I think graphing calcs are much less of an appealing platform for development and for teaching programming than they were a decade ago.
- Recent models are more restrictive than ever in order to comply with new exam regulations, and in some countries said regulations have done away with graphing calculators entirely;
- A decade ago, when we weren't in "everyone has a smartphone"-era, calculators were the only affordable and relatively common handheld platform where development could be made on the device itself. Nowadays, everyone who buys a graphing calculator most likely also has a smartphone. Naturally, people wonder "how can I make smartphone apps and games?" before they even wonder "how can I build calculator games?". I think you all agree that a smartphone offers way more possibilities while still having the handheld form factor (just think of all the I/O of a smartphone that is missing on most calculators: sensors, radios, speakers...), with the plus of being so much more commonplace (which is very appealing for beginners who are heavily motivated by the fact that billions of people will be able to play their game/use their app). As for programming on-the-go, you can write scripts and run them on a smartphone, or even compile code, and you get to use a (small) QWERTY keyboard and not an awkward calculator keyboard;
- People looking to play with embedded systems programming, for example because they find the idea of developing software for machines with few resources appealing, there's all the IoT stuff (from RasPis to Arduinos to ESPs) which is way more beginner-friendly than any calculator platform (and has the benefit of appealing to people who like to tinker building physical, hardware stuff), and there are also all the retro game consoles and handhelds, like the Gameboy;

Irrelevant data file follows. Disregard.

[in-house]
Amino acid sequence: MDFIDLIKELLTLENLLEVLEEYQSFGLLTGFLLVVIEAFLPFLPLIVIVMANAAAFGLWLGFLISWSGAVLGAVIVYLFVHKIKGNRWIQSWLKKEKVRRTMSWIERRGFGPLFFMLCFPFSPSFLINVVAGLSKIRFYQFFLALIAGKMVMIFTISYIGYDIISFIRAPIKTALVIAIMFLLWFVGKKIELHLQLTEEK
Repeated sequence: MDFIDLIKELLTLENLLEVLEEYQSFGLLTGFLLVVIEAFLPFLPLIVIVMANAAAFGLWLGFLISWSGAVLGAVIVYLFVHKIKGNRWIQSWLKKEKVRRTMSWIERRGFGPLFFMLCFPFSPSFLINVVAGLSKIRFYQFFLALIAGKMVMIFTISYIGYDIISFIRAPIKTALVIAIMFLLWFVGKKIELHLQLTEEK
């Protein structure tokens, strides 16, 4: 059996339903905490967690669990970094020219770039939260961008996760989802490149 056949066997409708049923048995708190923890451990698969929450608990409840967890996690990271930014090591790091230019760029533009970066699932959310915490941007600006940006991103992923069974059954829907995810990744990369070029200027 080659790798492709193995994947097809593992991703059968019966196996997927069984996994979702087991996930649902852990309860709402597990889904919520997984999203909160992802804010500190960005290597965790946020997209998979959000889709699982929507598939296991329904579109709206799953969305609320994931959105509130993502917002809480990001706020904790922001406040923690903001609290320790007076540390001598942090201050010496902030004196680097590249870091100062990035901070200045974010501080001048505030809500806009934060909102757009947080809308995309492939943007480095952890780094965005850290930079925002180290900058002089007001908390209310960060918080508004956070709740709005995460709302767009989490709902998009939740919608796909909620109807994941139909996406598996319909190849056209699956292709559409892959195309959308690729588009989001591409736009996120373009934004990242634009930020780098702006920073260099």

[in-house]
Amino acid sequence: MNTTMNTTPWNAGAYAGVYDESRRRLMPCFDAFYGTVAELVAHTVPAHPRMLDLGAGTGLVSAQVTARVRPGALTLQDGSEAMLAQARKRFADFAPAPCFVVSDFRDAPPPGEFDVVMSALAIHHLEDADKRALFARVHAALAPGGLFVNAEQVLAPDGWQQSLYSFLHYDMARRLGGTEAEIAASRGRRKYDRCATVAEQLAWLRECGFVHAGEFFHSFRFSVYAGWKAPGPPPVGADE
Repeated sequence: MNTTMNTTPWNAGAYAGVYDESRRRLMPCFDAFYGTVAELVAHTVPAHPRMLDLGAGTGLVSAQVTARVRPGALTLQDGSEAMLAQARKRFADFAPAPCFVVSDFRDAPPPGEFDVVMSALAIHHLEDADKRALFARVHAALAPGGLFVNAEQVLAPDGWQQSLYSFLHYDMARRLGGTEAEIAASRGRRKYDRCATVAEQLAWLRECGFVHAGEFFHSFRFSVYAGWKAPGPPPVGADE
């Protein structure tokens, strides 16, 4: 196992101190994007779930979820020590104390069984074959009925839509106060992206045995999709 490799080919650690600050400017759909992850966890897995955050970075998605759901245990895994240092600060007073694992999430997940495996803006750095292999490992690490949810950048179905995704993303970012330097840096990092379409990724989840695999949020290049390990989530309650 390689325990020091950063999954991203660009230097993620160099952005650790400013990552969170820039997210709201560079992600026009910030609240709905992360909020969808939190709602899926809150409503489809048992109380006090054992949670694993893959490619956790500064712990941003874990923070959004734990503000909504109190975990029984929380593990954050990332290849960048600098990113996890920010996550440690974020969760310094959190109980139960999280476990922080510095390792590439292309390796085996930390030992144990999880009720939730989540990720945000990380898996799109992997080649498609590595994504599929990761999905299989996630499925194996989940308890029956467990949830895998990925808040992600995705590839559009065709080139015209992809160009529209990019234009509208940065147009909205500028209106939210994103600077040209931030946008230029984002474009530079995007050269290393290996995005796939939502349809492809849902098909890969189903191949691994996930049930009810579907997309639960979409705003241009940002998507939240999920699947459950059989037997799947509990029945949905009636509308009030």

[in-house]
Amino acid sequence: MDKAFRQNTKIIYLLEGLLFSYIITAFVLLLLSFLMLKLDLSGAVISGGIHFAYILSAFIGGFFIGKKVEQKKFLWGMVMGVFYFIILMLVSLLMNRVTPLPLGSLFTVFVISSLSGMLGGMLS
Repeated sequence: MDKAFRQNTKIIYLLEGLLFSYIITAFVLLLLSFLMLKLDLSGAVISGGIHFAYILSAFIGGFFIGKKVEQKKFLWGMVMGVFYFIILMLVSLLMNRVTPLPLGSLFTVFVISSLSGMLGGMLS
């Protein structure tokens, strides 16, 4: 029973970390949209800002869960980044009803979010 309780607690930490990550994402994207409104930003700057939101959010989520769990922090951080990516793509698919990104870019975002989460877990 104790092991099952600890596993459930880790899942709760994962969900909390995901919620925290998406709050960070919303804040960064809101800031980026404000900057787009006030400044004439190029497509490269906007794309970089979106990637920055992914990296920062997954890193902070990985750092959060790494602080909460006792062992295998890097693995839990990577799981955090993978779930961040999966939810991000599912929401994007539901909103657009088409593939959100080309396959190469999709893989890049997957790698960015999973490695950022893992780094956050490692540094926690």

- "But you can't bring a smartphone to exams!" I got into Prizm development largely because of the appeal of "cheating" on tests. I never really "cheated" much but I must say it was quite appealing to be able to run my own code, my own software, in a context where you are supposedly deprived of much computing aid. However, going back to my first point... new exam regulations mandate the introduction of exam modes and similar stuff which makes it notably more difficult to run your own stuff during exams - to the point where doing so would definitely, beyond any doubt, be considered cheating and one would face serious consequences if caught. If I was buying a graphing calculator today, with the new regulations in place, I would most likely never have much interest in building software for it;
- Most tech depreciates and becomes a commodity over time. Again, smartphones: you can find models at any price point from $50 (or less!) to $1000+. However, graphing calculators have, for the reasons we all know about, kept their prices (or even slightly increased them!) unless you buy used. The fact that calcs are perceived as being an expensive thing makes people fear "breaking" them, and sometimes with good reasons (yes, I, too, have bricked my Prizm once...). And they are not just any "expensive item", they are something you need
for school and thus can't afford to go without. This obviously disincentivizes exploration of the calculator platforms. Now, if you don't mind, some thoughts on forums as a discussion medium.